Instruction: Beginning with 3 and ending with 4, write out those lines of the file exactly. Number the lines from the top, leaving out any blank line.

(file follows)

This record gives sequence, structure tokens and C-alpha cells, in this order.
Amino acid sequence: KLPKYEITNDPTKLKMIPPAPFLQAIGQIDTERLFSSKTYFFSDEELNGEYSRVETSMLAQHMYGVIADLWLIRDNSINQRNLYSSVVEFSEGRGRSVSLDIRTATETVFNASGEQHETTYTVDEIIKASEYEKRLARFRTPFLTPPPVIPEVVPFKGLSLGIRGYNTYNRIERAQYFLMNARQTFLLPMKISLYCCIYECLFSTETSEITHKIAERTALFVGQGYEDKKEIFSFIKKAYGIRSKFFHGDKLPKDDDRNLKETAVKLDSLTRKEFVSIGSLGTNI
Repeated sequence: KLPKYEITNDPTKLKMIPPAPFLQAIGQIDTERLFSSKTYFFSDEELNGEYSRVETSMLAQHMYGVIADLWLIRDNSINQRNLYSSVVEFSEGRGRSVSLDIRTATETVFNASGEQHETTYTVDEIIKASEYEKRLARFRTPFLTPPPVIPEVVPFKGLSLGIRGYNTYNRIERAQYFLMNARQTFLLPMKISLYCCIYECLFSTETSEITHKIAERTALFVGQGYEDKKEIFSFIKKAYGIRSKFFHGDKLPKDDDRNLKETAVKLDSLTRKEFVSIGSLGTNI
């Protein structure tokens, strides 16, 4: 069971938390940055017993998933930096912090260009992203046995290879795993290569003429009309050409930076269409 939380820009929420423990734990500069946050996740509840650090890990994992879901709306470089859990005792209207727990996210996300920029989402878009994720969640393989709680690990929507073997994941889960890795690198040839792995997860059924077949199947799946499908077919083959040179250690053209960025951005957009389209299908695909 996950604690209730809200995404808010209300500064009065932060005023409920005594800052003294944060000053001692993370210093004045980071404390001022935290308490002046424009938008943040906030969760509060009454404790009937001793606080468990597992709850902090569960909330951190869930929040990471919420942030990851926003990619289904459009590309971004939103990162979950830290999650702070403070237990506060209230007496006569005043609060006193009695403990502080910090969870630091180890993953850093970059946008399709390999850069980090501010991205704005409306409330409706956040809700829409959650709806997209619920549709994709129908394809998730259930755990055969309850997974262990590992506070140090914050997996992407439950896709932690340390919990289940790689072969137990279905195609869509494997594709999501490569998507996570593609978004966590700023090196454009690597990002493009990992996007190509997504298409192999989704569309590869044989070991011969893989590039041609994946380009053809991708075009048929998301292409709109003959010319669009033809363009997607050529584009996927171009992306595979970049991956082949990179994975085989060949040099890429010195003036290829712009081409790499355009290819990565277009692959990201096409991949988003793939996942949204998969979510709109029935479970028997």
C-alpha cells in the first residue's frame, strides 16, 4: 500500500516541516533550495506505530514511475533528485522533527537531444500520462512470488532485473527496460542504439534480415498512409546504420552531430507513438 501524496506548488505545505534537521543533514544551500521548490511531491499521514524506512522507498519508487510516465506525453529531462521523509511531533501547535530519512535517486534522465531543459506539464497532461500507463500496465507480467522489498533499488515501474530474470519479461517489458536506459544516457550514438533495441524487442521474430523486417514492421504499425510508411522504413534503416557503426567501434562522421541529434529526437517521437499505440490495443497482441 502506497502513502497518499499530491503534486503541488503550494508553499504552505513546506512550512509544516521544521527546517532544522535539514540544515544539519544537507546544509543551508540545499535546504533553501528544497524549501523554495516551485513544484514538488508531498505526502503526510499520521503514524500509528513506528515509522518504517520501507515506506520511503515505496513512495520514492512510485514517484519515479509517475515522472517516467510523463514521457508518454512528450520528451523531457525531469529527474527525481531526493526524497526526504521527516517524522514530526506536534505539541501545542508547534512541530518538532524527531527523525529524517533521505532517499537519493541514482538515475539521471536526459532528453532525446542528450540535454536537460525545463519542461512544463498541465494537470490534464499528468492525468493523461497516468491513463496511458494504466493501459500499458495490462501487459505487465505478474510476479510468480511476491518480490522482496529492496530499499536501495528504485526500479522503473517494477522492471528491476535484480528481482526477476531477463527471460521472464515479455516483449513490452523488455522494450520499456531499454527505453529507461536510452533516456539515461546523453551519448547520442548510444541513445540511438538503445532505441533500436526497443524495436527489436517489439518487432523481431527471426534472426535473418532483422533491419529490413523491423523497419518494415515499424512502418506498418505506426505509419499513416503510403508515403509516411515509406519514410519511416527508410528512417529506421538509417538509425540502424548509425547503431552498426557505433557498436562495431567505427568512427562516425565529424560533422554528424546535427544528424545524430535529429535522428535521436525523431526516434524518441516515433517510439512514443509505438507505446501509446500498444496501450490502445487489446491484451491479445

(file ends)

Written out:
Repeated sequence: KLPKYEITNDPTKLKMIPPAPFLQAIGQIDTERLFSSKTYFFSDEELNGEYSRVETSMLAQHMYGVIADLWLIRDNSINQRNLYSSVVEFSEGRGRSVSLDIRTATETVFNASGEQHETTYTVDEIIKASEYEKRLARFRTPFLTPPPVIPEVVPFKGLSLGIRGYNTYNRIERAQYFLMNARQTFLLPMKISLYCCIYECLFSTETSEITHKIAERTALFVGQGYEDKKEIFSFIKKAYGIRSKFFHGDKLPKDDDRNLKETAVKLDSLTRKEFVSIGSLGTNI
């Protein structure tokens, strides 16, 4: 069971938390940055017993998933930096912090260009992203046995290879795993290569003429009309050409930076269409 939380820009929420423990734990500069946050996740509840650090890990994992879901709306470089859990005792209207727990996210996300920029989402878009994720969640393989709680690990929507073997994941889960890795690198040839792995997860059924077949199947799946499908077919083959040179250690053209960025951005957009389209299908695909 996950604690209730809200995404808010209300500064009065932060005023409920005594800052003294944060000053001692993370210093004045980071404390001022935290308490002046424009938008943040906030969760509060009454404790009937001793606080468990597992709850902090569960909330951190869930929040990471919420942030990851926003990619289904459009590309971004939103990162979950830290999650702070403070237990506060209230007496006569005043609060006193009695403990502080910090969870630091180890993953850093970059946008399709390999850069980090501010991205704005409306409330409706956040809700829409959650709806997209619920549709994709129908394809998730259930755990055969309850997974262990590992506070140090914050997996992407439950896709932690340390919990289940790689072969137990279905195609869509494997594709999501490569998507996570593609978004966590700023090196454009690597990002493009990992996007190509997504298409192999989704569309590869044989070991011969893989590039041609994946380009053809991708075009048929998301292409709109003959010319669009033809363009997607050529584009996927171009992306595979970049991956082949990179994975085989060949040099890429010195003036290829712009081409790499355009290819990565277009692959990201096409991949988003793939996942949204998969979510709109029935479970028997």